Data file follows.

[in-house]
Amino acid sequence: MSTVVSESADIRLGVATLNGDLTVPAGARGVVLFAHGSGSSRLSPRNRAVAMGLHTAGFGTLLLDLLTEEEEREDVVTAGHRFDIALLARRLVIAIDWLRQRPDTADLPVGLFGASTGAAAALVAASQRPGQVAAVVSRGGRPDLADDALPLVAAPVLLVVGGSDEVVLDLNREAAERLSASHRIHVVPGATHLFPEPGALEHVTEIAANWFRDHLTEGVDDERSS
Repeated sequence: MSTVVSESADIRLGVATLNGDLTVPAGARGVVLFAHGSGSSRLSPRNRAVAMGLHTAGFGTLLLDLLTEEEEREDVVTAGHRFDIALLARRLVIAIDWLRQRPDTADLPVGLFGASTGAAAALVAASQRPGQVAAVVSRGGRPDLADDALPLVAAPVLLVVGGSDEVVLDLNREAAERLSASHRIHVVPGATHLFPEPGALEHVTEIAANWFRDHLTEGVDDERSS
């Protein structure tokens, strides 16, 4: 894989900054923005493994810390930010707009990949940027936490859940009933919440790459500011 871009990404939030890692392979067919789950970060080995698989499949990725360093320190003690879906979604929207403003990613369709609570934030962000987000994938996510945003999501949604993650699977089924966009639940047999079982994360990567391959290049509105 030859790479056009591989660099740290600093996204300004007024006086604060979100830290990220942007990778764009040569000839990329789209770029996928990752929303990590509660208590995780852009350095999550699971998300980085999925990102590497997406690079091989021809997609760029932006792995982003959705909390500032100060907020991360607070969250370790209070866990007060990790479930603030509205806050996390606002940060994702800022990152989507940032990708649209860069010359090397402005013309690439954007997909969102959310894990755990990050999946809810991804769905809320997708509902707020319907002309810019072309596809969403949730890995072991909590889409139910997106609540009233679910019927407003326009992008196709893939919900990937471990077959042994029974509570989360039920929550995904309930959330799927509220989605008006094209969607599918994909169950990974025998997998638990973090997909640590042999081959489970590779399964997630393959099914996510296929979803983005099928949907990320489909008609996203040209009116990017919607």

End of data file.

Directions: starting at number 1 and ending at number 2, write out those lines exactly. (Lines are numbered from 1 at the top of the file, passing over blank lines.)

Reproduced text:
[in-house]
Amino acid sequence: MSTVVSESADIRLGVATLNGDLTVPAGARGVVLFAHGSGSSRLSPRNRAVAMGLHTAGFGTLLLDLLTEEEEREDVVTAGHRFDIALLARRLVIAIDWLRQRPDTADLPVGLFGASTGAAAALVAASQRPGQVAAVVSRGGRPDLADDALPLVAAPVLLVVGGSDEVVLDLNREAAERLSASHRIHVVPGATHLFPEPGALEHVTEIAANWFRDHLTEGVDDERSS